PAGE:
Posts from — June 2010
The second flag pictured below is a rare unofficial Forty-seven Star Flag that was converted into an unofficial variant Forty-eight Star flag. The flag maker produced the flag believing that either Arizona or New Mexico would enter the Union alone which would have created an official Forty-seven Star flag. Instead, both states entered the Union in the same year. The stars in the canton of U.S. flags increased from forty-six to forty-eight without an intervening Forty-seven Star Flag.
The manufacturer apparently also believed that the pattern for Forty-seven and perhaps an even later Forty-eight star flags would follow a staggered pattern of stars as seen on the forty-five and forty-six star flags. Perhaps the maker intended a flag that could be updated when the forty-eighth state would eventually enter the Union. If this was indeed the logic, the manufacturer was wrong on all counts.
A crudely appliquéd Forty-eighth star was added, but the pattern of stars was still incorrect making the flag a double oddity. There are few Forty-seven star flags in existence. This is perhaps the only Forty-seven—Forty-eight star flag.
While this flag’s design has never been official, it gives us insight into how the United States flag has evolved as new states joined the Union. If a fifty-first state joins the Union in the future, we can expect that flags will be made anticipating a new pattern of stars. Flag makers that guess wrongly will have unofficial variants that may one day be rare considered flag oddities.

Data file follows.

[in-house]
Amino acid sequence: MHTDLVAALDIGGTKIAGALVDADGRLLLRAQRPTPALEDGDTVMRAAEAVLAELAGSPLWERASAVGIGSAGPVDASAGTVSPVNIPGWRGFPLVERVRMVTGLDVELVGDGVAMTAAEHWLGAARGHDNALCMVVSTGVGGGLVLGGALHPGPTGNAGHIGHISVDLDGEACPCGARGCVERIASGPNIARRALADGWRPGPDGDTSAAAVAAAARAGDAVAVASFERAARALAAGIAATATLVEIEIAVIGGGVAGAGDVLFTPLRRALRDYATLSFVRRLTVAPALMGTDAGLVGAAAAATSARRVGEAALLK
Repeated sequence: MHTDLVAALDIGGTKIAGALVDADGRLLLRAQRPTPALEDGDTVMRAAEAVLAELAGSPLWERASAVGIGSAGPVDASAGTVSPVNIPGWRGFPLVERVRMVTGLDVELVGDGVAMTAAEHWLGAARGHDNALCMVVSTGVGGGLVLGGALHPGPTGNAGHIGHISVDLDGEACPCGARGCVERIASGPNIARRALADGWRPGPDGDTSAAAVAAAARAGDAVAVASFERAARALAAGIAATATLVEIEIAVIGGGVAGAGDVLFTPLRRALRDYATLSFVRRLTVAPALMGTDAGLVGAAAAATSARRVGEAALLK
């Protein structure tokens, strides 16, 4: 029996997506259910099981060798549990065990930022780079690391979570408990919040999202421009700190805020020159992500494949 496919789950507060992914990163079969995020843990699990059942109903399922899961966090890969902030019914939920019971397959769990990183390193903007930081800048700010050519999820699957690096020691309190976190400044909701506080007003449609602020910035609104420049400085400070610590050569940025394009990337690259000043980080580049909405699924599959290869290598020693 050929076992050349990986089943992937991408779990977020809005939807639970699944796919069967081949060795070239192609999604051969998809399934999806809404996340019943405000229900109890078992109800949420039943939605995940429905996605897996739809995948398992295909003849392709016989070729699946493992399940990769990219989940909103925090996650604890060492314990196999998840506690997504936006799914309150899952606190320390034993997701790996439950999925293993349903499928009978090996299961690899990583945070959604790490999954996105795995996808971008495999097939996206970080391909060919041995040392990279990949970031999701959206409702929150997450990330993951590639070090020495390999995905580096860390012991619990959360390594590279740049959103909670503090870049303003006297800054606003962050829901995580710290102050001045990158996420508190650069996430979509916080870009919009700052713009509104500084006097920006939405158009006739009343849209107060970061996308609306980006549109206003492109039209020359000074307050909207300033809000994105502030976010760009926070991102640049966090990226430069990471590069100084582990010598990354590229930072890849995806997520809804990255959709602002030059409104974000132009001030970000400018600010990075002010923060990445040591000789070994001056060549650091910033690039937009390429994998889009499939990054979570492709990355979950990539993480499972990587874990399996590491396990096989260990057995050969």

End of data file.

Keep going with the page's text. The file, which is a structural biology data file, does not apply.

June 29, 2010 2 Comments
Between the years 1795 and 1818 is the only time when the U.S. flag had more than thirteen stripes. Recognizing the addition of Kentucky and Vermont, the new flag enlarged to fifteen stars and fifteen stripes. This was the flag of a newly independent nation struggling to keep it newly won freedom.
The battleship USS Constitution flew this flag defending American vessels and asserting U.S. sovereignty in battles against the Barbary pirates. Ultimately, the Constitution defeated several British warships during the War of 1812. She earned the nickname “Old Ironsides” when British shells seemed to bounce of her hull. Today, the USS Constitution is the oldest commissioned battleship afloat. She may be visited at Charlestown Navy Yard at the end of Boston’s Freedom Trail. United States Flags may be flown for individuals from the ships riggings. Make requests to the ship’s Flag Coordinator found on the USS Constitution’s official Web site. A certificate signed by the ship’s commander to record the event will be returned with the flag.
During the Battle of Baltimore in the same war, the flag gained its endearing name, “The Star Spangled Banner.” Poet Francis Scott Key coined the name as he penned our national anthem, “and the star-spangled banner in triumph shall wave o’er the land of the free and the home of the brave!” Key saw the huge flag flying over Fort McHenry on the morning after the battle. He knew the fortress had not surrendered, and he found inspiration to write the beloved poem. Fort McHenry may be visited today in Baltimore’s harbor. A reproduction of the Star Spangled Banner flies over the star shaped fortress.